Research shows students who routinely eat breakfast perform better in school, and have lower rates of absenteeism and tardiness. But increasing participation is not just a health or education issue – it's also monetary.

If students eligible for free or reduced-price meals participated in school breakfast programs at the same rate they did school lunch programs, California could receive more than $351 million in additional federal funds [PDF], California Food Policy Advocates estimated.

"With the state of district budgets and our state's finances, you can't ignore the fiscal issues," Shimada said.

The number of students not served by the school breakfast program – and the federal dollars lost as a result – is available by district here [PDF]. You can find the number of students eligible for free or reduced-price meals in your county or school district here.

 

Comments

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Dana Woldow's picture
While it is true that school districts are leaving Federal money on the table by not achieving higher participation in school breakfast programs, this article fails to mention that revenue from school meal programs is not, under federal law, allowed to be transferred to other school district departments and used to balance their budgets. All revenue must remain within the school meal program, where it can be used for better food, or more labor, or, in the case of San Francisco, it could be used to drive down the deficit which the student nutrition services (SNS) department runs. SNS ran a deficit of about $3 million last year, about the same amount which could have been recouped had 100% of low income students eaten school breakfast every day. After accounting for the cost of food and labor for those additional breakfasts, whatever "profit" would remain from that extra $3 million in revenue (likely far less than $1 million) could be used to offset the SNS deficit, reducing the encroachment on the school district's general fund, but realistically, with the SFUSD facing $113 million in cuts this year and next, and the possibility of up to $20 million more in cuts coming from the state in May, does anyone really think that serving more kids breakfast is a quick route to fiscal solvency? The biggest advantage to higher breakfast participation is that more kids would start the day having eaten a healthy meal which, in San Francisco, includes only low-sugar cereal, fresh fruit (not juice) and lowfat or skim milk, instead of what some students eat now - flaming hot Cheetos washed down by a can of soda, or nothing at all. Students who eat a sensible breakfast are far better able to focus in class and learn, and far less likely to be disruptive or nod off or have to visit the nurse because of a stomach ache. This - and not any supposed financial windfall - is why schools need to make more of an effort to increase breakfast participation.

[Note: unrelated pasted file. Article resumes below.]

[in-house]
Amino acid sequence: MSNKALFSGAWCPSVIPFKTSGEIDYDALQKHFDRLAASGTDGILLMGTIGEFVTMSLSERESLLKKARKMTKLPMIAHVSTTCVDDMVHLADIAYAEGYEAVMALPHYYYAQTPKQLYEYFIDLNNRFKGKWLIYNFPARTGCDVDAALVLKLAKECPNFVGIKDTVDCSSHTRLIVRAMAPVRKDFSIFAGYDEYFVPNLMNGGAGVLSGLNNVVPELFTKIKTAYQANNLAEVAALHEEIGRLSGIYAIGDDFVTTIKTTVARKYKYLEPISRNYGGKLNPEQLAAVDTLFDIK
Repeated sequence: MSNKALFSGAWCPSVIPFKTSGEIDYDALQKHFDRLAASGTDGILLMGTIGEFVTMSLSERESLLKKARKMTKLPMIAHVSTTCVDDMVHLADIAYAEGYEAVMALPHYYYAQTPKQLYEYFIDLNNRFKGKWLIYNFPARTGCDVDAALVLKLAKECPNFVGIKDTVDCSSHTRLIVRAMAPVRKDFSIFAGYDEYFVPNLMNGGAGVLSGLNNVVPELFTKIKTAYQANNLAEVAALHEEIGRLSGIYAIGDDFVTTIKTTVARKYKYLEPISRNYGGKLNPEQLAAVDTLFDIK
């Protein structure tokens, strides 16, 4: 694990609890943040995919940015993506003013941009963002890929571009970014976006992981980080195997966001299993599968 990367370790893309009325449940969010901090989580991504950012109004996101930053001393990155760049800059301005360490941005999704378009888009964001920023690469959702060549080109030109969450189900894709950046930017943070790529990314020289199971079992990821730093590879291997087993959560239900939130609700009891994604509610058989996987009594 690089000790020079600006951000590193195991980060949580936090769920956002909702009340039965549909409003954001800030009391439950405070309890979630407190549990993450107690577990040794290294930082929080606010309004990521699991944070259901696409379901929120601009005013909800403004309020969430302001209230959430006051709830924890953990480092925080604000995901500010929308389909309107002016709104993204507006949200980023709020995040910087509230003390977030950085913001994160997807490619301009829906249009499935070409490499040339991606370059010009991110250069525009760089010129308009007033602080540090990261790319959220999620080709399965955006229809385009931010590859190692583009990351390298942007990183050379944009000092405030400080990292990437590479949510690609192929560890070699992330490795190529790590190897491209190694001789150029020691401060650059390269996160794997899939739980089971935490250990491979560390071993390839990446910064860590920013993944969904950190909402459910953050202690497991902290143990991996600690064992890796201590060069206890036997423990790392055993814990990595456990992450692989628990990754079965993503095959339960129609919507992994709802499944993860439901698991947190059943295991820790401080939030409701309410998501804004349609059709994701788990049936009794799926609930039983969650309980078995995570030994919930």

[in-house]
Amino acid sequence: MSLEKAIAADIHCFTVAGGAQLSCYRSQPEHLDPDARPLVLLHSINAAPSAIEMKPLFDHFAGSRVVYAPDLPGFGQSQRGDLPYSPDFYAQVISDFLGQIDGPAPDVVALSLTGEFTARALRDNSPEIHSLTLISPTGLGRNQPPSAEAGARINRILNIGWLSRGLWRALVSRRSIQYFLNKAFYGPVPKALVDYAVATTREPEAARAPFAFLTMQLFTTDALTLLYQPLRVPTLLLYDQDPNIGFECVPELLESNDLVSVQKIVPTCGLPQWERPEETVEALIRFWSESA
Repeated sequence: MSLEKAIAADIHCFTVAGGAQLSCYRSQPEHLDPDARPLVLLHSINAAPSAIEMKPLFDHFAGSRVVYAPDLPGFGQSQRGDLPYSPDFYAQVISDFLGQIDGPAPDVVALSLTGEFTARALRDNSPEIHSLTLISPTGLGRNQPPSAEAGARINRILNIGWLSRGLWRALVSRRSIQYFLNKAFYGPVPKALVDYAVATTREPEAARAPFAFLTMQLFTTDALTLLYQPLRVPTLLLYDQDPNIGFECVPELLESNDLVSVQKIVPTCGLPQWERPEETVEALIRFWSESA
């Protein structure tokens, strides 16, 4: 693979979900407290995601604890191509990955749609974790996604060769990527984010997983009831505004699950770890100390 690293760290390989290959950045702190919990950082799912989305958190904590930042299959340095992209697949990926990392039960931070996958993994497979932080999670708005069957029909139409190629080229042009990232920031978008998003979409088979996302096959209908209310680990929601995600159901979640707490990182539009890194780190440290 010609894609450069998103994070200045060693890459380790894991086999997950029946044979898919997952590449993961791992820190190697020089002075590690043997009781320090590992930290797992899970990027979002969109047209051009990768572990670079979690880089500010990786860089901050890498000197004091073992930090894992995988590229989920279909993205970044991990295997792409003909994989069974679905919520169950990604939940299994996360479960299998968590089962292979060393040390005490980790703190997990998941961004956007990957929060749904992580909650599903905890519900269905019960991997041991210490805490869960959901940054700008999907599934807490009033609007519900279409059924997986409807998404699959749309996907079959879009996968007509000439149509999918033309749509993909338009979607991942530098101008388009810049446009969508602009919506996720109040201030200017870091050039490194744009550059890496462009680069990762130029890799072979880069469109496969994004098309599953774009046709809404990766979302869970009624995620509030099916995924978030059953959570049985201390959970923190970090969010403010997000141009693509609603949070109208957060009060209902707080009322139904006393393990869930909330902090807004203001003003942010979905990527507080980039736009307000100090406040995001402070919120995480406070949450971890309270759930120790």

K123's picture
Why do you call it "free lunch" call it what is it, tax subsidized lunches, other people are paying for these kids to eat